Packers are now reporting that they are not receiving any grower support to sell 2021 crop, as they believe that the number is on the high side and don’t want to believe it. Many of the larger growers that can afford to sit things out will now do so until the objective estimate is released on 12th July. If you go back two years the objective was released as a very low number and caused a huge spike in pricing; growers will hope for a lower number so they can try and push pricing up.
Regrettably the true size of the crop will not be known until December '21/January '22, once all the nuts have been harvested.
The Vietnamese market continues to increase, prices have moved up by 15% on the back of concerns about the size of the crop.
Vietnam has been seeing out of season rains (El Nino) which has resulted in them being unable to dry the raw seed as they normally do. In addition to this, crop in Africa is not coming out as they originally thought (down) and the price of the raw seed has increased by roughly 20%.
India has had a good crop, but due to Covid issues there is a lot of uncertainty about domestic consumption. This is influencing pricing. Indian cashews would generally be sold at a premium to Vietnamese, this premium would be more than 20%, but currently the gap to around 10%.
2020 crop was a record crop for California with approx. 784,000 St. As a result, prices opened very low in some instances, below the cost of production.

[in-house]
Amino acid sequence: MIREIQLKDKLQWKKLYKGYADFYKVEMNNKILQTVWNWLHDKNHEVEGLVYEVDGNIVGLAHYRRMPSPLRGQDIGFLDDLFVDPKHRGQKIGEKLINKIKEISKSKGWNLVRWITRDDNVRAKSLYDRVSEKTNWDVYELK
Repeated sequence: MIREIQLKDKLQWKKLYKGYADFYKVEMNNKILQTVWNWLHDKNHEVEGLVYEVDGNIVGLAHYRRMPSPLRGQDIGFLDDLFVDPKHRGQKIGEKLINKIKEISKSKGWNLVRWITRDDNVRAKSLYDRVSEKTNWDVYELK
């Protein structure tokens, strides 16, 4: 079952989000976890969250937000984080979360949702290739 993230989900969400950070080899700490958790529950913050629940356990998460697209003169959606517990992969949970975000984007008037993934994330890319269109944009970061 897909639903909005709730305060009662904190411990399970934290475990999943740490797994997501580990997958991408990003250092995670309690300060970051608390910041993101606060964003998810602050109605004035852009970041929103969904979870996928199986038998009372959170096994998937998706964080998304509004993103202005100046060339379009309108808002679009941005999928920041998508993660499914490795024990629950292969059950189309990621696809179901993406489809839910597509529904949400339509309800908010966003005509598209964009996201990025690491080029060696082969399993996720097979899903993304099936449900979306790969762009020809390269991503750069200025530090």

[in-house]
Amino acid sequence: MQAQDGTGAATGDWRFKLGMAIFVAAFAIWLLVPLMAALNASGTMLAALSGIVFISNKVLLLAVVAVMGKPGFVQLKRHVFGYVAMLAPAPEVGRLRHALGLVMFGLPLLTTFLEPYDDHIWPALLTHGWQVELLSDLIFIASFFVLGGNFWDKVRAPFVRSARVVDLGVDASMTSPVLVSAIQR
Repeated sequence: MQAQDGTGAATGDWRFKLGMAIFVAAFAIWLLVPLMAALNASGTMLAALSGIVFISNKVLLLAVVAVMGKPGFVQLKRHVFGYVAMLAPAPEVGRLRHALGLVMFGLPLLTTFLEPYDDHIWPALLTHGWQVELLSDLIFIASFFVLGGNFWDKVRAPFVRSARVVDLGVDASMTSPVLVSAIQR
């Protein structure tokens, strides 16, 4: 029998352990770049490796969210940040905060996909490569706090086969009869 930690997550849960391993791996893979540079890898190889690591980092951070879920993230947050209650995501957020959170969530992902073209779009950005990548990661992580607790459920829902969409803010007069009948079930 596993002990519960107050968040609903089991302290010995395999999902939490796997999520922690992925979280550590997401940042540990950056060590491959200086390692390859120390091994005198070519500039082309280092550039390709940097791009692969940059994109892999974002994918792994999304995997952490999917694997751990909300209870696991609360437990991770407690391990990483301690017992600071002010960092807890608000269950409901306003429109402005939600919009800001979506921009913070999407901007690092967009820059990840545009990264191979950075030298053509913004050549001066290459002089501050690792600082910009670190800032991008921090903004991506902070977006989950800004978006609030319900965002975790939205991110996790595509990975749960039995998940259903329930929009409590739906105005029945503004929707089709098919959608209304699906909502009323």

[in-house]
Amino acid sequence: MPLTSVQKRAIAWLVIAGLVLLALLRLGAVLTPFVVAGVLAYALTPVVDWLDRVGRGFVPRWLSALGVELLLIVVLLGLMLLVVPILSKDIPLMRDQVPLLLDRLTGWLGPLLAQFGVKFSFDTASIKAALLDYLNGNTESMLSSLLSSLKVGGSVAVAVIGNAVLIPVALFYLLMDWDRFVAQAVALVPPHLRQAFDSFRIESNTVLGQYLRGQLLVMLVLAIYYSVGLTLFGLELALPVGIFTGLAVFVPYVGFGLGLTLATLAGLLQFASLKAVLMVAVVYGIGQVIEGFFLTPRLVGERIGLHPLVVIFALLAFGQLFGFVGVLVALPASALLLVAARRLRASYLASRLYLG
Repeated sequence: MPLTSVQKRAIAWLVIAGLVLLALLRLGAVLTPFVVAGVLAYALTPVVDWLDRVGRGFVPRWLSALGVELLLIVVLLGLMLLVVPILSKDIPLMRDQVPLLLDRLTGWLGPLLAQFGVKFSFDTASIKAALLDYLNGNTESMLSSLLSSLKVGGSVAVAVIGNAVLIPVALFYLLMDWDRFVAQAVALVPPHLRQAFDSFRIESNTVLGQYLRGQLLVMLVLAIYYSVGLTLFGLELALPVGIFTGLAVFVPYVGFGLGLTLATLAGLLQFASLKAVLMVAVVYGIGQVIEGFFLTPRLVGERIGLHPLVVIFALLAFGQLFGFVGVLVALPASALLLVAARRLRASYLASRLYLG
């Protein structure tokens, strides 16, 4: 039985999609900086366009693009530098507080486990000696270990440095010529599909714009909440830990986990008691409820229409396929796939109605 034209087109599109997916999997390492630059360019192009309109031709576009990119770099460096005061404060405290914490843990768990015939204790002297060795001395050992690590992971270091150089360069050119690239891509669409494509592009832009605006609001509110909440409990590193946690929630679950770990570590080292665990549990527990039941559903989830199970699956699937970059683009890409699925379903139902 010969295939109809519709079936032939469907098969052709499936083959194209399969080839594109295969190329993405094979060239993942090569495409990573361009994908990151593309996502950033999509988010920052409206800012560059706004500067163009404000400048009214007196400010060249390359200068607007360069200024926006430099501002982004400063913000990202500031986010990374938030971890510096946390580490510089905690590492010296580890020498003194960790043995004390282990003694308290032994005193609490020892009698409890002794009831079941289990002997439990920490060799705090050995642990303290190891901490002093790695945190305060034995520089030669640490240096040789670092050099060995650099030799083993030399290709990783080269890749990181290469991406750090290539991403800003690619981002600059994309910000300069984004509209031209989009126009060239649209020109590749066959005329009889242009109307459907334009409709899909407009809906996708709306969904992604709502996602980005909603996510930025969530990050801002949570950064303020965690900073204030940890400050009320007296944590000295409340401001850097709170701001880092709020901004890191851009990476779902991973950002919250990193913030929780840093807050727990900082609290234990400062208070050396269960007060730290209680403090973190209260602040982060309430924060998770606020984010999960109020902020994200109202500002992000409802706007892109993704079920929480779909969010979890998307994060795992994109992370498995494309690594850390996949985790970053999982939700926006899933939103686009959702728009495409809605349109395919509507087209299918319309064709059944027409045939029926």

Sales have been strong and year on year are up by 14%. Part way through harvest it became evident that the Chandler variety (mainly used for the higher halve counts) was not delivering the yield or quality that they had hoped for. This meant that prices increased very quickly by around 20%.
Many packers remain ‘’well sold’’ and are therefore off the market; forward offers are very limited.
Unlike their friends the almond, walnuts do not need as much water, so the development of crops are not hindered as much. It does not bloom like the almond crop and is not reliant on bees to pollenate the trees, bloom is later than almond so it shouldn’t be effected as much by frost, but news is coming out of California that trees have been damaged by a frost that hit orchards in November 2020 (after 2020 harvest) that they are only now seeing the potential impact.